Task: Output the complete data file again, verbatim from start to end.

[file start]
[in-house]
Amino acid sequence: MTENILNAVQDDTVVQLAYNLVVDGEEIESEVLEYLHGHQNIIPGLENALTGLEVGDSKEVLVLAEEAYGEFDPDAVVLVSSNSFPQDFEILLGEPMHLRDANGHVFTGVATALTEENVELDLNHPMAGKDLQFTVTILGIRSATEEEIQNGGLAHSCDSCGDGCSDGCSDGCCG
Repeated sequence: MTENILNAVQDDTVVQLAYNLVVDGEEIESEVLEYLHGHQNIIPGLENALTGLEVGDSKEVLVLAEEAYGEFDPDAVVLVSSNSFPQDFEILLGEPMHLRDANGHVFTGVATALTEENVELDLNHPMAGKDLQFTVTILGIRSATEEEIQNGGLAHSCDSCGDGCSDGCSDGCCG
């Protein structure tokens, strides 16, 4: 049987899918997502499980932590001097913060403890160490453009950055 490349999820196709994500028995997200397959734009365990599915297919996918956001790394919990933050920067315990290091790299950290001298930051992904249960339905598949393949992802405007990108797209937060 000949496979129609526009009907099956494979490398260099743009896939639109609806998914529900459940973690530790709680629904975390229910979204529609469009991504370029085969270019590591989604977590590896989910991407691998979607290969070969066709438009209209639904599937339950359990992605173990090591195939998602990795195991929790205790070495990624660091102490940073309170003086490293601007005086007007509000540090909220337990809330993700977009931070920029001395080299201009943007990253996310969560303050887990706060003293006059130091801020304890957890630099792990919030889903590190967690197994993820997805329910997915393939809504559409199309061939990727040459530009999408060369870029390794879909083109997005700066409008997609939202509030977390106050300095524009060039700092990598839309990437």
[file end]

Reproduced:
[in-house]
Amino acid sequence: MTENILNAVQDDTVVQLAYNLVVDGEEIESEVLEYLHGHQNIIPGLENALTGLEVGDSKEVLVLAEEAYGEFDPDAVVLVSSNSFPQDFEILLGEPMHLRDANGHVFTGVATALTEENVELDLNHPMAGKDLQFTVTILGIRSATEEEIQNGGLAHSCDSCGDGCSDGCSDGCCG
Repeated sequence: MTENILNAVQDDTVVQLAYNLVVDGEEIESEVLEYLHGHQNIIPGLENALTGLEVGDSKEVLVLAEEAYGEFDPDAVVLVSSNSFPQDFEILLGEPMHLRDANGHVFTGVATALTEENVELDLNHPMAGKDLQFTVTILGIRSATEEEIQNGGLAHSCDSCGDGCSDGCSDGCCG
């Protein structure tokens, strides 16, 4: 049987899918997502499980932590001097913060403890160490453009950055 490349999820196709994500028995997200397959734009365990599915297919996918956001790394919990933050920067315990290091790299950290001298930051992904249960339905598949393949992802405007990108797209937060 000949496979129609526009009907099956494979490398260099743009896939639109609806998914529900459940973690530790709680629904975390229910979204529609469009991504370029085969270019590591989604977590590896989910991407691998979607290969070969066709438009209209639904599937339950359990992605173990090591195939998602990795195991929790205790070495990624660091102490940073309170003086490293601007005086007007509000540090909220337990809330993700977009931070920029001395080299201009943007990253996310969560303050887990706060003293006059130091801020304890957890630099792990919030889903590190967690197994993820997805329910997915393939809504559409199309061939990727040459530009999408060369870029390794879909083109997005700066409008997609939202509030977390106050300095524009060039700092990598839309990437």